In the run up to the opening of the Night-Time Economy exhibition in Newport April 6th 2016, Ben Glover of the Wales Arts Review has interviewed Kate Mercer and I on our collaboration. The full interview is here http://www.walesartsreview.org/24536/
"Welcome Kate and Steven, I was hoping initially to find out a little bit about your project The Night-Time Economy. What drew you both to explore the night-time economy?
SJ Fowler: For me, it was meeting Kate, and discovering her work when visiting Newport for a poetry reading last year. I believe collaborations fundamentally grow from relationships between people, creative friendships, and a desire to see them grow, and the concept or direction comes as a secondary focus. Undoubtedly what became the subject of our eventual collaboration emerged from experiences I’d had in years past, things that have shaped my experience in much wider ways, but none of this would’ve been actualised into this exhibition without it being a shared point of contact between Kate and I.
Kate Mercer: I have to concur with Steven. It started from a shared experience that Steven and I found we had much to talk about and identify with. When we began discussing the respective roads we’ve since travelled, for example, pursuing poetry and photography as our careers, it struck us both how pivotal these experiences had been on us as individuals, but equally how far apart these two mediums are with regard to how they communicate with others, either explicitly, emotionally or figuratively. Whilst the experiences, anecdotes and observations we have shared have been helpful through out his project, it has as much as anything been an exploration of the capabilities and limitations of the others’ medium, developing a creative partnership therewith.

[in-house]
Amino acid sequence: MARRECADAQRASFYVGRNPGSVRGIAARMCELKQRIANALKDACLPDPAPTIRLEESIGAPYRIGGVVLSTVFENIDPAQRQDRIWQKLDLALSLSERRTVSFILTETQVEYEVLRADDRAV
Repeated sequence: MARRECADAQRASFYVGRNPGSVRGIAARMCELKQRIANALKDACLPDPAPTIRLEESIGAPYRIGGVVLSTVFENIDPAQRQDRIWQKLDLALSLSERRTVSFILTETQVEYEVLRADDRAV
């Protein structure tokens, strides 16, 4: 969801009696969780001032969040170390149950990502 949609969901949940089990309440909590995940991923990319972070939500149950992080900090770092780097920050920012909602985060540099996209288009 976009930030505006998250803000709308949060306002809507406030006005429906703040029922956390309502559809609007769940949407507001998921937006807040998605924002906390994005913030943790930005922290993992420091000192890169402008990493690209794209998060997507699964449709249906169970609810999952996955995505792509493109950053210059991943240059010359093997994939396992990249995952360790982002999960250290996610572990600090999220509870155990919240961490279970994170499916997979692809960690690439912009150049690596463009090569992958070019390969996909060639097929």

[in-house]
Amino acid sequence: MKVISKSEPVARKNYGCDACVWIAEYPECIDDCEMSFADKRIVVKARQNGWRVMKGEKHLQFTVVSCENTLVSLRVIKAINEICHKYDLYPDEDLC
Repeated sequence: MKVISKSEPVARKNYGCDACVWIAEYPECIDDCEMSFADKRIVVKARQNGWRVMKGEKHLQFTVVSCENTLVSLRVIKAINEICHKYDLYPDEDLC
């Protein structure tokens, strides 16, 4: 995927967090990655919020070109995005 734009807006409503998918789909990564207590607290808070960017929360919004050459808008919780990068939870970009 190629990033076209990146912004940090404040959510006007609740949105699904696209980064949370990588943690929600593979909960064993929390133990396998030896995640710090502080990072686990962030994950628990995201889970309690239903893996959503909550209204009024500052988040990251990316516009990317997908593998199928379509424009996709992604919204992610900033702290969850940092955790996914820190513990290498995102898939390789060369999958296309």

How to you think that previously working in this environment has influenced this project?
SJF: I think working in such environments changes your perception. This is true of all work perhaps, that one gains new perspectives when you are present for money and not pleasure. And Britain’s nightlife, it’s social culture, is extraordinarily intense. I think witnessing that intensity, the release people seek in such environments, has formed the underlying impetus for the whole project – because I think we’re not trying to document, nor judge, nor comment even, but rather encapsulate this intensity and its ambiguities.